ICFE eNEWS #16-12 - April 27th 2016
Federal Appeals Court Throws into Doubt
What's Covered by Your Cyber-Liability Insurance
Time to Review Your Coverage on Data Breaches
For the past several years, Commercial General Liability ("CGL")
insurers have been communicating with their insured clients regarding
coverage for "cyber" events, such as data breaches. Generally,
these communications have been sent at the time of annual renewals,
and notify the insured that such events of loss are no longer considered
to be covered by the CGL policy. They usually have also offered
to quote and provide such overage for an additional premium.
However, a recent federal appellate court decision in the Fourth
Circuit casts doubt on the ability of a "CGL" insurance
carrier to refuse to provide legal defense for the insured against
a class action based on damages resulting from a data breach.
Specifically, the case is styled as The Travelers Indemnity Co.
of Am. v. Portal Healthcare Solutions, L.L.C. This "unpublished"
opinion can be
The case arises out of a pending class action
in New York State court, and involves Portal, a medical records
company, which allegedly failed to maintain the confidentiality
of patient records in its system. The apparently unsecured server
allowed the records to be accessed by the public.
involved due to the CGL policy written for Portal requiring Travelers
to defend the insured under specific enumerated circumstances. The
parties differ on whether the facts of the case fulfill the requirements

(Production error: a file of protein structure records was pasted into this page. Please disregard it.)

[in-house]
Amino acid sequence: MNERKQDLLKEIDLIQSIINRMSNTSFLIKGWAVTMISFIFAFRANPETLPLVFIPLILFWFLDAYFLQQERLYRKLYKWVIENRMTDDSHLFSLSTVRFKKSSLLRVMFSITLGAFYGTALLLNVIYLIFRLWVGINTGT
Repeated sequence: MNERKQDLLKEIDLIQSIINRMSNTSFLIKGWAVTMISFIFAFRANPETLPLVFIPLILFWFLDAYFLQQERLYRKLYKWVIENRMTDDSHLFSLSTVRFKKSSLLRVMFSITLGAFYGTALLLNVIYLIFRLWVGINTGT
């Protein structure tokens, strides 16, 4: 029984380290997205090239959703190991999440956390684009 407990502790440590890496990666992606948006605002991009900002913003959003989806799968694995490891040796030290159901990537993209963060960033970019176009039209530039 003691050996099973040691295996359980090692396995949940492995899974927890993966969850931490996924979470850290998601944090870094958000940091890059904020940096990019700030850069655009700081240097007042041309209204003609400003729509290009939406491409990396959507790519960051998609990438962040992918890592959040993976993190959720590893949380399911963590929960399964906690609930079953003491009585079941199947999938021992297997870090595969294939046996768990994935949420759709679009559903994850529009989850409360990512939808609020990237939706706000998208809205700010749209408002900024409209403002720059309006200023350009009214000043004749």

of the language of the coverage.
It is noteworthy that the Fourth Circuit Court's decision holding
Travelers liable for providing the defense against the action, under
the terms of the CGL policy, differs from the positions taken by
other courts in other jurisdictions.
While this case is very specific regarding the jurisdiction,
terms used in the insurance contract, and nature of the claims made
in the class action, it has potentially vast implications for both
insurance carriers and their insured clients.
It is a certainty that this decision will result in a fundamental
review of the language employed in CGL policies, with the intention
of avoiding such diverse interpretations.
For businesses and other holders of personally identifiable information,
including "protected health information" under HIPAA,
it is imperative to review and factor in the risks of deliberate
or inadvertent breaches, the potential damages, and the specific
nature and extent of insurance coverage.
This subject, and related
risk management exercises, are covered in more detail in the Certified
Identity Theft Risk Management Specialist® (CITRMS®) XV course from
the Institute of Consumer Financial Education.